Silicon Valley Meets at Facebook Campus to Recruit LGBT Students
Facebook founder and CEO Mark Zuckerberg has said many times that the company’s mission is to make the world more open and connected. Usually, the connections Facebook fosters are purely virtual, but this weekend the company is getting real, hosting a gathering for almost 200 lesbian, gay, bisexual, and transgender (LGBT) college students at its Menlo Park, CA, headquarters.
It’s the second year of the Out for Undergraduate Technology Conference (OUTC). Out for Undergrad, the non-profit organization behind the recruiting event, provides travel scholarships to bring science, technology, engineering, and math majors to Silicon Valley for two days of introductions to executives from leading startups and technology companies.
“These are students who come from traditional STEM backgrounds who also happen to share a bond when it comes to their gender and sexual identity,” says Dale Dwelle, a recruiter at Facebook who is also associate director of the conference. Finding a job in the technology industry can be challenging enough, Dwelle says; young LGBT people entering the workforce face additional uncertainties about whether they’ll be welcomed. “We need to think about letting these students know that they’re not alone. There are others out there who have been able to navigate these channels.”
Conference events will include sessions on LGBT issues in the workplace, as well as more classic topics like networking, pitching investors, and surviving job interviews. The program’s sponsor list includes Facebook, StackOverlow, Yahoo, Fog Creek Software, Square, Box, Twitter, Uber, Netflix, Opower, SAP, Microsoft, Airbnb, Pivotal Labs, NetApp, EMC, CapGemin, eBay, Ubisoft, EA, LinkedIn, Palantir, Pandora, Yelp, Accenture, Salesforce.com, and VMware, and Groupon.
Many of these companies will send recruiters to the “career fair” portion of the event. “We have done all the heavy lifting for our sponsors and gone to campuses across the country to find the best and brightest LGBT undergraduates interested in computer science careers,” says Michael Ruderman, executive director of OUTC and a student at Stanford’s Graduate School of Business.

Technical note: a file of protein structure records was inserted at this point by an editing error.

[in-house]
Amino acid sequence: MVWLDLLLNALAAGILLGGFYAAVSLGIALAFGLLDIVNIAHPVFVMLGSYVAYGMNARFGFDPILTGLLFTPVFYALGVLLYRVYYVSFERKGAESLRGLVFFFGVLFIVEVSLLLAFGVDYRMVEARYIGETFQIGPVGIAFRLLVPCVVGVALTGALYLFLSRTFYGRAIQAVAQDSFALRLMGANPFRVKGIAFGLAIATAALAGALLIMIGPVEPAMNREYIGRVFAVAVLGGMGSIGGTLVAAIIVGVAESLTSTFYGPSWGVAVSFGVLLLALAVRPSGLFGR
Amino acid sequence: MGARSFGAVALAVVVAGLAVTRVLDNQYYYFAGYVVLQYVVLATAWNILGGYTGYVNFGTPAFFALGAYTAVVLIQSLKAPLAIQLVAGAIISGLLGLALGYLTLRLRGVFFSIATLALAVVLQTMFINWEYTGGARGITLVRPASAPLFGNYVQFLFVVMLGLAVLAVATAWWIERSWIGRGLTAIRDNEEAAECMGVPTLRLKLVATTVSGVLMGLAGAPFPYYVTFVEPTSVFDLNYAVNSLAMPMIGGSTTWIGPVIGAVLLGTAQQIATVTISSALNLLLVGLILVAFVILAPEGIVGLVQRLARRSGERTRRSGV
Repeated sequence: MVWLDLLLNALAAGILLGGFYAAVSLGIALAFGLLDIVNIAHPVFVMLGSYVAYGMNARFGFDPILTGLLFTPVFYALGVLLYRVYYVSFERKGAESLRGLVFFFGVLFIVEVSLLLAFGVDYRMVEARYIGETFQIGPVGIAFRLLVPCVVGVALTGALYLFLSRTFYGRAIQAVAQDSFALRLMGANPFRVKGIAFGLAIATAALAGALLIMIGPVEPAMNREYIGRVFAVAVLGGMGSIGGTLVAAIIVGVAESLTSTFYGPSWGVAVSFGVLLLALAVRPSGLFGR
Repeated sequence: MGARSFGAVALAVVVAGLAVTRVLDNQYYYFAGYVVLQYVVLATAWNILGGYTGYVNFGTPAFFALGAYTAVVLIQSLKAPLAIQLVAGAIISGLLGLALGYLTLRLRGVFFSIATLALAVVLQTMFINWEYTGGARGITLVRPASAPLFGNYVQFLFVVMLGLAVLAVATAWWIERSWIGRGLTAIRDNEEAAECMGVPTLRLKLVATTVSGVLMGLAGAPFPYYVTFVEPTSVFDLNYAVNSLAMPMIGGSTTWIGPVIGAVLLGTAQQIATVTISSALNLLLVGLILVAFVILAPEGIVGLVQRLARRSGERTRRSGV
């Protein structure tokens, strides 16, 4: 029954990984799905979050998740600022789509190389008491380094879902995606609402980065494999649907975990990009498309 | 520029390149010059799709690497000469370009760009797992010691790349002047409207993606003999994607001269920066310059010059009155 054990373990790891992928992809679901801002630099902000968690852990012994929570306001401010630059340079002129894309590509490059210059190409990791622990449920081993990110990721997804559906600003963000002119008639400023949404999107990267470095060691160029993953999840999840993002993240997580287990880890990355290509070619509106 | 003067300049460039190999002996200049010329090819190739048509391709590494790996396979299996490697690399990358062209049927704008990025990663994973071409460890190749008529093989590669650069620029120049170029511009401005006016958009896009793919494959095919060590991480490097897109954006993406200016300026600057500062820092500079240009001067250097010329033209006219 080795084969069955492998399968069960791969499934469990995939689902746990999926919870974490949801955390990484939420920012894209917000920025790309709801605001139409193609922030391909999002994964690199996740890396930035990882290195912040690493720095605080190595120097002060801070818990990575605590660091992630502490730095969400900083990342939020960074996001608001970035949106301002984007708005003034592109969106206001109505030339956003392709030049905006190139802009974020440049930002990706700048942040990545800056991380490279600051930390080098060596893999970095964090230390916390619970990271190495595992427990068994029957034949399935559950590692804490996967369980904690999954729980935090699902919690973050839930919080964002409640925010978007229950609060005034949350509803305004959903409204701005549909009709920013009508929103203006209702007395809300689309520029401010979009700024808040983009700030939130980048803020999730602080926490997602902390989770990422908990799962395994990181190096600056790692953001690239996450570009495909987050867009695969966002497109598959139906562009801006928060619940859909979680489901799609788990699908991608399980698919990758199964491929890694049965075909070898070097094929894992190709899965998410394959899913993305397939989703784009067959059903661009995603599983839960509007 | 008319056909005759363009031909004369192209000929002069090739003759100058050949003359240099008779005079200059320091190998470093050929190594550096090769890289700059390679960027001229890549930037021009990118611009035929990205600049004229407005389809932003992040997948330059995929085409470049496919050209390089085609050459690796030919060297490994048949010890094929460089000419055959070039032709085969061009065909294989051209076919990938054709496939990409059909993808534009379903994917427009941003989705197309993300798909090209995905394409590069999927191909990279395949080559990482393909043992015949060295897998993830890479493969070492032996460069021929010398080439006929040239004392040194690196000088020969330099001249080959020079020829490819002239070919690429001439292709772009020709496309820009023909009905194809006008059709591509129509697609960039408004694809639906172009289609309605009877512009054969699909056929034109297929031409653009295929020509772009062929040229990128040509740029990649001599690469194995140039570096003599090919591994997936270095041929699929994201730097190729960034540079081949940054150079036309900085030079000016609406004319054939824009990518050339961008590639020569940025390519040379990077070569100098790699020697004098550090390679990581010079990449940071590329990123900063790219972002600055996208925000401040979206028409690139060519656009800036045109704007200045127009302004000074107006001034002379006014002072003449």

Important tech firms in Silicon Valley are so deluged with applications from top-performing college grads that, on one level, you’d think they wouldn’t need to go out of their way to cultivate connections with LGBT students, or any other subgroup. But that would be wrong, says Evan Wittenberg, chief people officer at Box.
“Diversity helps you get the wisdom of crowds,” says Wittenberg. “If everybody you hire is from Harvard, is that really a crowd, or is that a bunch of people who all think alike? We have all kinds of customers, and if we were all the same we wouldn’t understand their needs.”
Ruderman and executives at both Box and Facebook also say they want prospective tech-company employees to feel that they shouldn’t have to check their sexual identities at the door.
One of the big questions from attendees at last year’s OUTC event was “how much can I express myself and be myself” inside a Silicon Valley company, says Kenny Mendes, director of recruiting at Box. “What is the culture like? That is the biggest thing they are trying to find out.”
“I think as a student it’s very easy to be open about your sexuality or gender identity on your college campus,” adds Ruderman. “Not knowing what the professional world will be like, it might be really scary to consider being as open in a corporate setting as you are at your university. Our hope for these students is that they realize they can be their true selves everywhere in their lives.”
That’s good for both employees and their companies, Ruderman says. He cites a 2011 Harvard Business Review study showing that closeted LGBT employees are less likely to be promoted, more likely to feel isolated, and more likely to leave their jobs early.
Admission to OUTC is competitive: this weekend’s attendees had to submit resumes and transcripts and answer extensive questions about their personal interests and career plans. (More than 400 students applied for 170 slots, according to Dwelle.)
Because of that pre-filtering, the OUTC event would be a good recruiting mechanism for the sponsoring companies even in the absence of any LGBT theme, says Mendez. “If you have a chance to connect with some of the brightest students in the country, it would be foolish not to participate,” he says. “But even more, a lot of these students are volunteers and show initiative beyond just going to a good school and having a nice background. It was a no-brainer for Box to participate.”
Several participants in last year’s conference went on to do internships at Facebook, Dwelle says.
This year’s participants will get to hear a keynote speech from Maveron partner Amy Errett. Other speakers include Fog Creek Software founder Joel Spolsky, Andreessen Horowitz partner Brian Cho, and NEA partner Patrick Chung.
Out for Undergrad also organizes the 10-year-old Out for Undergraduate Business Conference, hosted annually by JP Morgan in New York City. That event is designed for students interested in the financial and consulting industries, and now boasts a large community of alumni who can help LGBT students find internships and job openings, according to Dwelle.
“We’ll be able to catch up here shortly,” he says.
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